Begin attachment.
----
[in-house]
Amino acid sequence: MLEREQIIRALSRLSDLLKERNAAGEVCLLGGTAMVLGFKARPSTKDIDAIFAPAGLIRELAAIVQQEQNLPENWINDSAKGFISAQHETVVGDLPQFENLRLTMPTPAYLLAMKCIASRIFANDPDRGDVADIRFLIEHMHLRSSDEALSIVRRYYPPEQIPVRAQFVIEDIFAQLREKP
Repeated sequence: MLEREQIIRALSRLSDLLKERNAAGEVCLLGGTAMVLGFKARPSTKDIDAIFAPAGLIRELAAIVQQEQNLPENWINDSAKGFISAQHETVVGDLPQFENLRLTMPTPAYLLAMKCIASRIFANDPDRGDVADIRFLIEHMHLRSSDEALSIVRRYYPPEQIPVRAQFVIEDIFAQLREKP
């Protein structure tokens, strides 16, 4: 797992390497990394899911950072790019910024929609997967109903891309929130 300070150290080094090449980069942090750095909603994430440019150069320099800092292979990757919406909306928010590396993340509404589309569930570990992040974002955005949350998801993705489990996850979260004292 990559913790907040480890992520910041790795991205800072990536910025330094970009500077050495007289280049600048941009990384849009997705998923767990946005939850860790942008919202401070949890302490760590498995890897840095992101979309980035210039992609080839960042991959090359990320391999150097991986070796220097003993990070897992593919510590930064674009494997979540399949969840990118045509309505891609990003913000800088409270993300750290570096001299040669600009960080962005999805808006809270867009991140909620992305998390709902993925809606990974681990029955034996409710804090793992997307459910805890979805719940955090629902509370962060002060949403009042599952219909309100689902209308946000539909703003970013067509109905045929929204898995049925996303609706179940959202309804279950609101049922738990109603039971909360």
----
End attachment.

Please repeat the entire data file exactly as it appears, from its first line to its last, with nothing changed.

[in-house]
Amino acid sequence: MLEREQIIRALSRLSDLLKERNAAGEVCLLGGTAMVLGFKARPSTKDIDAIFAPAGLIRELAAIVQQEQNLPENWINDSAKGFISAQHETVVGDLPQFENLRLTMPTPAYLLAMKCIASRIFANDPDRGDVADIRFLIEHMHLRSSDEALSIVRRYYPPEQIPVRAQFVIEDIFAQLREKP
Repeated sequence: MLEREQIIRALSRLSDLLKERNAAGEVCLLGGTAMVLGFKARPSTKDIDAIFAPAGLIRELAAIVQQEQNLPENWINDSAKGFISAQHETVVGDLPQFENLRLTMPTPAYLLAMKCIASRIFANDPDRGDVADIRFLIEHMHLRSSDEALSIVRRYYPPEQIPVRAQFVIEDIFAQLREKP
């Protein structure tokens, strides 16, 4: 797992390497990394899911950072790019910024929609997967109903891309929130 300070150290080094090449980069942090750095909603994430440019150069320099800092292979990757919406909306928010590396993340509404589309569930570990992040974002955005949350998801993705489990996850979260004292 990559913790907040480890992520910041790795991205800072990536910025330094970009500077050495007289280049600048941009990384849009997705998923767990946005939850860790942008919202401070949890302490760590498995890897840095992101979309980035210039992609080839960042991959090359990320391999150097991986070796220097003993990070897992593919510590930064674009494997979540399949969840990118045509309505891609990003913000800088409270993300750290570096001299040669600009960080962005999805808006809270867009991140909620992305998390709902993925809606990974681990029955034996409710804090793992997307459910805890979805719940955090629902509370962060002060949403009042599952219909309100689902209308946000539909703003970013067509109905045929929204898995049925996303609706179940959202309804279950609101049922738990109603039971909360």